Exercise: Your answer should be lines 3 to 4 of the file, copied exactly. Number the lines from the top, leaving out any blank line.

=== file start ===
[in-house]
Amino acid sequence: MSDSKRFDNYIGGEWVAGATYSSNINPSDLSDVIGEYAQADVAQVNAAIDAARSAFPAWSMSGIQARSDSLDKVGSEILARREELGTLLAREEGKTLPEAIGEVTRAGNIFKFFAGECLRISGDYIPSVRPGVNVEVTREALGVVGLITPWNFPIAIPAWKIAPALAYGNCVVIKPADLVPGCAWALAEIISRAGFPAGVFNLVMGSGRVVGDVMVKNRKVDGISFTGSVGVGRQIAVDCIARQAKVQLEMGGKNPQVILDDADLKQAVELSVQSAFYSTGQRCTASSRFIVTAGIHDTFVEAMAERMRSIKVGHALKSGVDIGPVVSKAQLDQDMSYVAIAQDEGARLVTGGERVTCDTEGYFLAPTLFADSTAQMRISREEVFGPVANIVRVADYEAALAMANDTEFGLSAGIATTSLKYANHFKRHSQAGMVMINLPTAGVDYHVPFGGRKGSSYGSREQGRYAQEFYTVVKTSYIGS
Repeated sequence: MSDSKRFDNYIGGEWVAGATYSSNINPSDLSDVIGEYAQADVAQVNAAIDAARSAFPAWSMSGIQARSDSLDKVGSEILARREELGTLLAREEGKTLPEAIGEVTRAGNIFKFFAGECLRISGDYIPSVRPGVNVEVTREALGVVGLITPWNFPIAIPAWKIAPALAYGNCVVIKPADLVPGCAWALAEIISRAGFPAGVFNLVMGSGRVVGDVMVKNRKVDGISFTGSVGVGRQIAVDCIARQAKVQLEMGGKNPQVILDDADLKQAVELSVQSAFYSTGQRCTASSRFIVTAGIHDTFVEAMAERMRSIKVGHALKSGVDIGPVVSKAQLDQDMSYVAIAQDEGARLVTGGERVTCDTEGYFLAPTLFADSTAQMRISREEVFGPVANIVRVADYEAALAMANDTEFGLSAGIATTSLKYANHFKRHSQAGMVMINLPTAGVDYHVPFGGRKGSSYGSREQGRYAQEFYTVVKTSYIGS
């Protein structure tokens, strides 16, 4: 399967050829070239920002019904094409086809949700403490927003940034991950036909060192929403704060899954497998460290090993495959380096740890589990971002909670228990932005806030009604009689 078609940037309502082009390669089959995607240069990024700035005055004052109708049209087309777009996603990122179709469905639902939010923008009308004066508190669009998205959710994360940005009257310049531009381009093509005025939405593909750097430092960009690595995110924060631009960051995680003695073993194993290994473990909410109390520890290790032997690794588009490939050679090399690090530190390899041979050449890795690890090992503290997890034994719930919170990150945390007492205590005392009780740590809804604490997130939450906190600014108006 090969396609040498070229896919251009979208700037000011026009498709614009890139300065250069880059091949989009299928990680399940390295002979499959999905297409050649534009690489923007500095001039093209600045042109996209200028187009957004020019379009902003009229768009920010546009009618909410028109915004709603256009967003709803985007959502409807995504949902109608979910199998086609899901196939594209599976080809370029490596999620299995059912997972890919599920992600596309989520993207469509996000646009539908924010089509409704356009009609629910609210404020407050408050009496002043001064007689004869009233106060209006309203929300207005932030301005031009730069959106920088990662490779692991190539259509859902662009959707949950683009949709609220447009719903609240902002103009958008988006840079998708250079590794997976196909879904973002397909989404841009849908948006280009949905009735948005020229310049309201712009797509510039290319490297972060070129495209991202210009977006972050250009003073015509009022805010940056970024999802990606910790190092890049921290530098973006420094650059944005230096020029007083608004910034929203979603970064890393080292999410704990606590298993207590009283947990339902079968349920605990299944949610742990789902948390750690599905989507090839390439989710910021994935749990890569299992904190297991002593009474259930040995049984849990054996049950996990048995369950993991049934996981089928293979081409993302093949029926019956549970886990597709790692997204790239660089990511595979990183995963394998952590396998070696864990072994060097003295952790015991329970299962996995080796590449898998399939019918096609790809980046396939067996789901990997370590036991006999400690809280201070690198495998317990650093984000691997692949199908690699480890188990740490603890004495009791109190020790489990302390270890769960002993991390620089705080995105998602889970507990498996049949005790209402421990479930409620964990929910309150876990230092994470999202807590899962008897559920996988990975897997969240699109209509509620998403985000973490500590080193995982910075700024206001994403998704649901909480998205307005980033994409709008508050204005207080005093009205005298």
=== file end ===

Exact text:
Repeated sequence: MSDSKRFDNYIGGEWVAGATYSSNINPSDLSDVIGEYAQADVAQVNAAIDAARSAFPAWSMSGIQARSDSLDKVGSEILARREELGTLLAREEGKTLPEAIGEVTRAGNIFKFFAGECLRISGDYIPSVRPGVNVEVTREALGVVGLITPWNFPIAIPAWKIAPALAYGNCVVIKPADLVPGCAWALAEIISRAGFPAGVFNLVMGSGRVVGDVMVKNRKVDGISFTGSVGVGRQIAVDCIARQAKVQLEMGGKNPQVILDDADLKQAVELSVQSAFYSTGQRCTASSRFIVTAGIHDTFVEAMAERMRSIKVGHALKSGVDIGPVVSKAQLDQDMSYVAIAQDEGARLVTGGERVTCDTEGYFLAPTLFADSTAQMRISREEVFGPVANIVRVADYEAALAMANDTEFGLSAGIATTSLKYANHFKRHSQAGMVMINLPTAGVDYHVPFGGRKGSSYGSREQGRYAQEFYTVVKTSYIGS
């Protein structure tokens, strides 16, 4: 399967050829070239920002019904094409086809949700403490927003940034991950036909060192929403704060899954497998460290090993495959380096740890589990971002909670228990932005806030009604009689 078609940037309502082009390669089959995607240069990024700035005055004052109708049209087309777009996603990122179709469905639902939010923008009308004066508190669009998205959710994360940005009257310049531009381009093509005025939405593909750097430092960009690595995110924060631009960051995680003695073993194993290994473990909410109390520890290790032997690794588009490939050679090399690090530190390899041979050449890795690890090992503290997890034994719930919170990150945390007492205590005392009780740590809804604490997130939450906190600014108006 090969396609040498070229896919251009979208700037000011026009498709614009890139300065250069880059091949989009299928990680399940390295002979499959999905297409050649534009690489923007500095001039093209600045042109996209200028187009957004020019379009902003009229768009920010546009009618909410028109915004709603256009967003709803985007959502409807995504949902109608979910199998086609899901196939594209599976080809370029490596999620299995059912997972890919599920992600596309989520993207469509996000646009539908924010089509409704356009009609629910609210404020407050408050009496002043001064007689004869009233106060209006309203929300207005932030301005031009730069959106920088990662490779692991190539259509859902662009959707949950683009949709609220447009719903609240902002103009958008988006840079998708250079590794997976196909879904973002397909989404841009849908948006280009949905009735948005020229310049309201712009797509510039290319490297972060070129495209991202210009977006972050250009003073015509009022805010940056970024999802990606910790190092890049921290530098973006420094650059944005230096020029007083608004910034929203979603970064890393080292999410704990606590298993207590009283947990339902079968349920605990299944949610742990789902948390750690599905989507090839390439989710910021994935749990890569299992904190297991002593009474259930040995049984849990054996049950996990048995369950993991049934996981089928293979081409993302093949029926019956549970886990597709790692997204790239660089990511595979990183995963394998952590396998070696864990072994060097003295952790015991329970299962996995080796590449898998399939019918096609790809980046396939067996789901990997370590036991006999400690809280201070690198495998317990650093984000691997692949199908690699480890188990740490603890004495009791109190020790489990302390270890769960002993991390620089705080995105998602889970507990498996049949005790209402421990479930409620964990929910309150876990230092994470999202807590899962008897559920996988990975897997969240699109209509509620998403985000973490500590080193995982910075700024206001994403998704649901909480998205307005980033994409709008508050204005207080005093009205005298």